New online training for aged care leaders aims to help providers reduce discrimination and deliver services suitable for all seniors and their diverse interests.
The Centre for Cultural Diversity in Ageing’s Inclusive Service Standards provides a framework for aged care providers to ensure their services and organisational practices are safe, welcoming and accessible for everyone.
The free training modules, which were launched on Friday, target senior aged care managers and leaders responsible for quality service provision and care.
The four modules are:
- Introduction to inclusive service delivery
- Standard 1 – Commitment to inclusive services
- Standard 2 – Developing systems for inclusive services
- Standard 3 – Capacity building for inclusive services.
Centre for Cultural Diversity in Ageing manager Lisa Tribuzio said the initiative aimed to ensure all aged care providers had access to inclusive service training.
“It’s about how do we think about diversity across the whole organisation in order to embed sustainable inclusive practice.
“And ultimately to lead to equity and equal opportunity for people from diverse backgrounds who might have faced discrimination in the past, who might have barriers to service access,” Ms Tribuzio told Australian Ageing Agenda.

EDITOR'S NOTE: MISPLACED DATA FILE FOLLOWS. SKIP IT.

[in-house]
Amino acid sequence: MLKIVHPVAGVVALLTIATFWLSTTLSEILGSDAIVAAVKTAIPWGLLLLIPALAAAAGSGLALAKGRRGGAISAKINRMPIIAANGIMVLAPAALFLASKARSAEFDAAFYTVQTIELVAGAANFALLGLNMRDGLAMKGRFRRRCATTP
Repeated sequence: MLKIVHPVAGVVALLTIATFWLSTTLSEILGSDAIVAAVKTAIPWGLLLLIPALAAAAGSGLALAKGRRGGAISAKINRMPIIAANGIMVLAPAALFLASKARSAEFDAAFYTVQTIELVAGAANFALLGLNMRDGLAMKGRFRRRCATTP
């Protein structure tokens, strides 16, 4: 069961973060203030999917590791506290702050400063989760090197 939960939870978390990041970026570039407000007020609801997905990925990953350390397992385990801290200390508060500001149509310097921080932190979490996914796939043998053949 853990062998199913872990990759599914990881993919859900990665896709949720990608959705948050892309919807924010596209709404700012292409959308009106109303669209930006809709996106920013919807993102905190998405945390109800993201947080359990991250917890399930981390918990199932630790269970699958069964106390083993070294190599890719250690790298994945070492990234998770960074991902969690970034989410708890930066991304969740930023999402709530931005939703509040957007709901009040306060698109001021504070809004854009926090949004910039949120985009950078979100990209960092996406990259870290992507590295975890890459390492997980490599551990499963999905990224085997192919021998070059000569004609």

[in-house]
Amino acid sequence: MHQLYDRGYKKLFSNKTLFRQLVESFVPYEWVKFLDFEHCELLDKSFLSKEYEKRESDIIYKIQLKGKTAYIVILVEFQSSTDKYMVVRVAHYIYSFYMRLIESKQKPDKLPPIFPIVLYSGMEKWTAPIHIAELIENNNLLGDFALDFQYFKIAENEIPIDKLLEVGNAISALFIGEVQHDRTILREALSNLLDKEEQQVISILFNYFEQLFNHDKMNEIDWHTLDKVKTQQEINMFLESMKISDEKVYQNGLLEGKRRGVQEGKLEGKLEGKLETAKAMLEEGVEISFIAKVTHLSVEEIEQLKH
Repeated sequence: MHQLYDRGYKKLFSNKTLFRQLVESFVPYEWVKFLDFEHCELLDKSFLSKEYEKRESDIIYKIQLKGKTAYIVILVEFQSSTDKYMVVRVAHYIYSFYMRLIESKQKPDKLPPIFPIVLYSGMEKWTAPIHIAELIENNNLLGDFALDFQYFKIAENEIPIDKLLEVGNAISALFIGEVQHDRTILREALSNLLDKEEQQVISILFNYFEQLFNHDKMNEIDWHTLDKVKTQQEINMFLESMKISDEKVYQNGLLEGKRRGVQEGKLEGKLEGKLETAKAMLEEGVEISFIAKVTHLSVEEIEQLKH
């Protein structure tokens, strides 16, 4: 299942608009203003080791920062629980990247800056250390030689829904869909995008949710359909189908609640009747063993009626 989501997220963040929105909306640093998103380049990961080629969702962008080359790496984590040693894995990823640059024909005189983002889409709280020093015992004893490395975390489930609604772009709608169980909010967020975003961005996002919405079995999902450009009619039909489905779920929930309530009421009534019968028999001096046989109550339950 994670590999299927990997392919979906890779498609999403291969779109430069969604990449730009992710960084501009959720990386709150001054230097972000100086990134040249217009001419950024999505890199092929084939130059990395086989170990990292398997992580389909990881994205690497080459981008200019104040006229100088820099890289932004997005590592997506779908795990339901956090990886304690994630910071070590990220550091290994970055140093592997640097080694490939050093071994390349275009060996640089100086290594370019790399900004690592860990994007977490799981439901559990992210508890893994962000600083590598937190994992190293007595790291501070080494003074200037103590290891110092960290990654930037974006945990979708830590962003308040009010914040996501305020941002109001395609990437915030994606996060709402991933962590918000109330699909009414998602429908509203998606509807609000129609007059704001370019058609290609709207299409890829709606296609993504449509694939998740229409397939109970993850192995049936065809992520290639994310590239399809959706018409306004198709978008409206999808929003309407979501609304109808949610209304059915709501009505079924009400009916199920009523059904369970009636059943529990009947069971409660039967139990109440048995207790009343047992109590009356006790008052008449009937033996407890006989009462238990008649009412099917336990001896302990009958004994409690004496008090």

“It’s ultimately about how the consumer feels and to get a better understanding of their diverse interests goals and needs,” she said.
Ms Tribuzio said the modules were an important resource that could improve how people from culturally and linguistically diverse backgrounds access aged care services.
“The inclusive service standards promote flexible approaches to service delivery in order to respond to specific needs of the consumers such as services and resources in their preferred language,” she said.
“We need to think about diversity in order to promote human rights. We need to think about diversity in order to create that equal opportunity,” Ms Tribuzio said.
Aged care managers and leaders who complete the training will develop the capacity to understand what systems and processes are needed to make their organisations more inclusive, she said.
“They will be able to help develop flexible and accessible services to prevent barriers to accessing services and discrimination amongst older people as well as improve their capacity to incorporate diversity and inclusion practice in line with the Aged Care Quality Standards,” Ms Tribuzio said.
Access the training here.
This article was updated for accuracy.